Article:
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Italian property market to steady next year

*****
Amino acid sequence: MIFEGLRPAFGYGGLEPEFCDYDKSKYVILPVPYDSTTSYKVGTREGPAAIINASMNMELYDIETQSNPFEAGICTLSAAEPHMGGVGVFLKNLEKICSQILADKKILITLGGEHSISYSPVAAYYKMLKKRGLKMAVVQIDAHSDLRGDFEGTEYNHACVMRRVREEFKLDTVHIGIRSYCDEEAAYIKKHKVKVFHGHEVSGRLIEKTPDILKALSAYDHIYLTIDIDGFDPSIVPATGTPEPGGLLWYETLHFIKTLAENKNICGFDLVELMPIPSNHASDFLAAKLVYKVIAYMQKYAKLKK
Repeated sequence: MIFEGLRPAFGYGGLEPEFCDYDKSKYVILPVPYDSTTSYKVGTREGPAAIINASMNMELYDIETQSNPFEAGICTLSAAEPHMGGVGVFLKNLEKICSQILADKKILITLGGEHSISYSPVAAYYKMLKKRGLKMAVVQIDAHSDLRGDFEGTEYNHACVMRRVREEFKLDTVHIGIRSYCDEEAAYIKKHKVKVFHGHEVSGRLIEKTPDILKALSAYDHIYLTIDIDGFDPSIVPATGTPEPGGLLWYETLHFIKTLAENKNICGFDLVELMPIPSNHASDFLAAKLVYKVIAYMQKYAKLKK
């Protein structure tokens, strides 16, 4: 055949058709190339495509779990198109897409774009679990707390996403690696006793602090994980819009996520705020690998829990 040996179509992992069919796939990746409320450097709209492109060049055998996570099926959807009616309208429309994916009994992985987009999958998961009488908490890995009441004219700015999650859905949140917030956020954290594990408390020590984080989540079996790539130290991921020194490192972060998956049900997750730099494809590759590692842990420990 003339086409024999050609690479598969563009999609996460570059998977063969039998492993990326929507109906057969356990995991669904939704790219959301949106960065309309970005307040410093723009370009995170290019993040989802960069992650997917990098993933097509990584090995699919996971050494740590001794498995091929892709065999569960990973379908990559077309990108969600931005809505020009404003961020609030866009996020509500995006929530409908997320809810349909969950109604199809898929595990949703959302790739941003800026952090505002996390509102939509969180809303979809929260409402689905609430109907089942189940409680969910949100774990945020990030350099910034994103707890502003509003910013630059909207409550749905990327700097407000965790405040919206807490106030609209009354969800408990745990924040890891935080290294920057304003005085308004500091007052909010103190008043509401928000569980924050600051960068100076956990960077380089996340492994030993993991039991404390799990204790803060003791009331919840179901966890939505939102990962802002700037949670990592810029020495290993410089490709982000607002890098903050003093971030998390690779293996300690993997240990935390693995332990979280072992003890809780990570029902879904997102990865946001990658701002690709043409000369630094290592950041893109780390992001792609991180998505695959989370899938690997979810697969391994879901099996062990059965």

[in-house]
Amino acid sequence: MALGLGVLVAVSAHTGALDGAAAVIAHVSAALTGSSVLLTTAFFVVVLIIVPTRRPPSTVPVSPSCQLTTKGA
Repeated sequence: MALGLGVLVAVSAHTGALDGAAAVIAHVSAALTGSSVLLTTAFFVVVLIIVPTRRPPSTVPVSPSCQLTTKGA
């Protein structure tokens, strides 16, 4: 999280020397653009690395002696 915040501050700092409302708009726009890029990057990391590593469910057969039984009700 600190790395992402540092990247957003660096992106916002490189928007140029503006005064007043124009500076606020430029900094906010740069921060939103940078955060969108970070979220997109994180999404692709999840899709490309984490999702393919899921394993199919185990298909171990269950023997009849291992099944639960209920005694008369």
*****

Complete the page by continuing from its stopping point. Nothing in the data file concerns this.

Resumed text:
The Italian property market has seen a marked drop in prices and sales volumes as a result of the global economic crisis. However, as mentioned in a previous blog, Italians still view property as a relatively safe haven given the turbulence in financial markets. Now the prediction is that faith will be rewarded with the Italian property sector tipped to recover next year. But the effects of the crisis on the housing market have been clear. Last year saw a 15.1 per cent drop in the number of residential properties that changed hands in Italy and a 15.5 per cent drop in sold office space, according to Italian economic researchers Nomisma. In starker terms, the record 845,000 properties sold in 2006 had fallen by nearly 40,000 units by 2007 and by another 120,000 by last year, returning to sales levels last seen in the early part of the decade. A large part of the plunge in demand came among buyers who would normally have relied on obtaining a mortgage to fund their purchase. They have been hard-hit as traditionally conservative Italian lenders become even more reluctant than ever to grant credit. As a result, nearly three in five Italian property sales involve cash buyers who do not need to acquire a new mortgage. The figures mirror what is going on in the wider Italian economy. The gloomy economic crisis has led to Italian GDP predictions for 2009 and 2010 being significantly revised. As recently as autumn 2008, the prediction was for the Italian economy to grow by three per cent in 2009 – now highly unlikely. At a household level, the final three months of 2008 saw Italian families feeling much less wealthy than they did just a few months previously. One in three believes their current income levels to be insufficient to meet their monthly outgoings, a huge leap from the one in 10 reporting similar sentiments a year earlier. The difficulty in maintaining an adequate standard of living is also seen in the number of households who struggle to save – 50 per cent in 2007 up to 70 per cent in 2008. This saw household expenditure fall by €2billion in 2008, with a predicted further fall of €7billion in 2009. Nomisma predicts a fall of between eight and 10 per cent in property sales volumes over the course of 2009, with a consequent fall in prices of between seven and eight per cent. However, its researchers reassert that Italians still see bricks and mortar as a safe refuge in the short to medium term, particularly given the stormy conditions in other traditional investments. The government’s efforts to resuscitate the economy through a package of fiscal measures linked to housing renovation development should bear fruit and Nomisma expects the property market to stabilise in 2010 – especially if banks loosen the purse strings. Its report states: “If banks allowed more access to credit, this could provide the extra liquidity needed to restart interest in property investment.” Enjoyed reading this article? Then why not take a look at our vast range of property for sale in Italy?